Location

Greenspun Hall, UNLV

Description

The August 28, 1963 March on Washington is often remembered primarily for Martin Luther King, Jr.’s “I Have a Dream” speech, which serves as the pinnacle of civil rights movement oratory. This thesis, in contrast, examines speeches of the leaders of the “Big Six” organizations that preceded King’s well-known words in order to shed light on the complexities of the movement and the outcomes that can result from meaningful dissent. Occurring at a time of division, the March emerged as a symbol of hope for change in the nation. The addresses of the day reflected this hope and helped build a sense of community, not only through their words, but also through the embodiment of a community working together to achieve progress. This thesis argues that through its materialization as a dynamic spectacle, the arrangement of the discourse at the March, and its iconic representation of desired change, the March on Washington constructed community among civil rights activists. This sense of community, in turn, helped urge subsequent action and provided an identity for the African-American community.

Keywords

African Americans; Civil rights movements; History; Oratory; Rhetorical criticism; Speeches, addresses, etc.; United States

Disciplines

African American Studies | Civic and Community Engagement | Inequality and Stratification | Politics and Social Change | Race and Ethnicity | Rhetoric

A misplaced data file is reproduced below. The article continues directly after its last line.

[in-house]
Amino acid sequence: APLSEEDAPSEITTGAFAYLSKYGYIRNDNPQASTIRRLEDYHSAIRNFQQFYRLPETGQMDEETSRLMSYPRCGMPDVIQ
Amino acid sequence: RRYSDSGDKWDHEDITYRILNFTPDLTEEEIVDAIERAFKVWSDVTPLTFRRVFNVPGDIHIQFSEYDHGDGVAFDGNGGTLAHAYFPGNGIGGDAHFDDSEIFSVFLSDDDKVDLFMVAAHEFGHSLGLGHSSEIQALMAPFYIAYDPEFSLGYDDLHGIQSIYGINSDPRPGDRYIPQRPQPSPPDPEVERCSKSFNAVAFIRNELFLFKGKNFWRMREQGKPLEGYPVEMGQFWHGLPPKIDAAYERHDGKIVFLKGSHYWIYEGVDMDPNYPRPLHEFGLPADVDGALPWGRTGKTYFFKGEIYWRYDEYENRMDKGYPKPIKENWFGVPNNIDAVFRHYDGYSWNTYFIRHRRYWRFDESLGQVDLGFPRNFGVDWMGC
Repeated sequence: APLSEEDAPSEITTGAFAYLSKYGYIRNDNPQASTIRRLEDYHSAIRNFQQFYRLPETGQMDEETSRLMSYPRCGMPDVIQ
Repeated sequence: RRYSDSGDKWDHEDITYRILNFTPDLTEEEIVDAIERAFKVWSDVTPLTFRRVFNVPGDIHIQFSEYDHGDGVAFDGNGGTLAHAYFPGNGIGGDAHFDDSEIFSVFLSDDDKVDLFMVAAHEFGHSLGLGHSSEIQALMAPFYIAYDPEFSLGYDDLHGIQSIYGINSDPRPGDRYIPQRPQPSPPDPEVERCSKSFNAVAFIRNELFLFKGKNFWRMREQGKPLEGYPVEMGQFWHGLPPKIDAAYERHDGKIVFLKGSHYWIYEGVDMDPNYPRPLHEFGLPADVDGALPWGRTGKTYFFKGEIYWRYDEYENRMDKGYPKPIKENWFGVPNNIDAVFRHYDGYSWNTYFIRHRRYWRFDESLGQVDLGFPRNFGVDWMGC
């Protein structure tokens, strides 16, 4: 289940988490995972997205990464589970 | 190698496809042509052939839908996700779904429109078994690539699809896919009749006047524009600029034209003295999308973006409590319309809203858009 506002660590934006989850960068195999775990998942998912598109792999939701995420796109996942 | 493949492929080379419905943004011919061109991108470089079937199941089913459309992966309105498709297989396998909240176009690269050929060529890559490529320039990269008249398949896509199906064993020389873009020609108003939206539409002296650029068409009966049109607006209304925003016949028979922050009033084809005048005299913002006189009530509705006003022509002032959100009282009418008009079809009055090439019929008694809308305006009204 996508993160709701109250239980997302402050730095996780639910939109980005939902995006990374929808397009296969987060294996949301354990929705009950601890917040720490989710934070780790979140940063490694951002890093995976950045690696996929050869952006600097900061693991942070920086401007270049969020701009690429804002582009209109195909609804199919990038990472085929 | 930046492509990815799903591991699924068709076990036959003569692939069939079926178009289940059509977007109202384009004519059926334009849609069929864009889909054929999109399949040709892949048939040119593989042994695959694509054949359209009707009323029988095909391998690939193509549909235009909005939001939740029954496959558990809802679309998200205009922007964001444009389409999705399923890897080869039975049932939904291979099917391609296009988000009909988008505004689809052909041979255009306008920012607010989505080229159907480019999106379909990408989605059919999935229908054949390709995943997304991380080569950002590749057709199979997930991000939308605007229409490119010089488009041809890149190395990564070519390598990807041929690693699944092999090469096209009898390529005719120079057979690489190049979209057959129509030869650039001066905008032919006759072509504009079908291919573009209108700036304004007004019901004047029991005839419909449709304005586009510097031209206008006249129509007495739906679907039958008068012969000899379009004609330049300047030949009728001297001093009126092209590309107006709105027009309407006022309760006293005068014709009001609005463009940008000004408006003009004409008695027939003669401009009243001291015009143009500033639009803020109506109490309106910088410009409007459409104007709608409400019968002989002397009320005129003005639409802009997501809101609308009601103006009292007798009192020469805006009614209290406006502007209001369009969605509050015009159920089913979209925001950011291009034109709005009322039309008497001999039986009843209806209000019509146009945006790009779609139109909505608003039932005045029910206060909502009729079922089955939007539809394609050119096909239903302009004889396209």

Language

English

Comments

Advisor: Dr. Henry

Attached file: Abstract

JNestelberger_Abstract-BuildingADream_4-23-12.pdf (70 kB)
Abstract of Presentation

 
Apr 23rd, 1:00 PM Apr 23rd, 2:15 PM

Building a Dream

Greenspun Hall, UNLV

The August 28, 1963 March on Washington is often remembered primarily for Martin Luther King, Jr.’s “I Have a Dream” speech, which serves as the pinnacle of civil rights movement oratory. This thesis, in contrast, examines speeches of the leaders of the “Big Six” organizations that preceded King’s well-known words in order to shed light on the complexities of the movement and the outcomes that can result from meaningful dissent. Occurring at a time of division, the March emerged as a symbol of hope for change in the nation. The addresses of the day reflected this hope and helped build a sense of community, not only through their words, but also through the embodiment of a community working together to achieve progress. This thesis argues that through its materialization as a dynamic spectacle, the arrangement of the discourse at the March, and its iconic representation of desired change, the March on Washington constructed community among civil rights activists. This sense of community, in turn, helped urge subsequent action and provided an identity for the African-American community.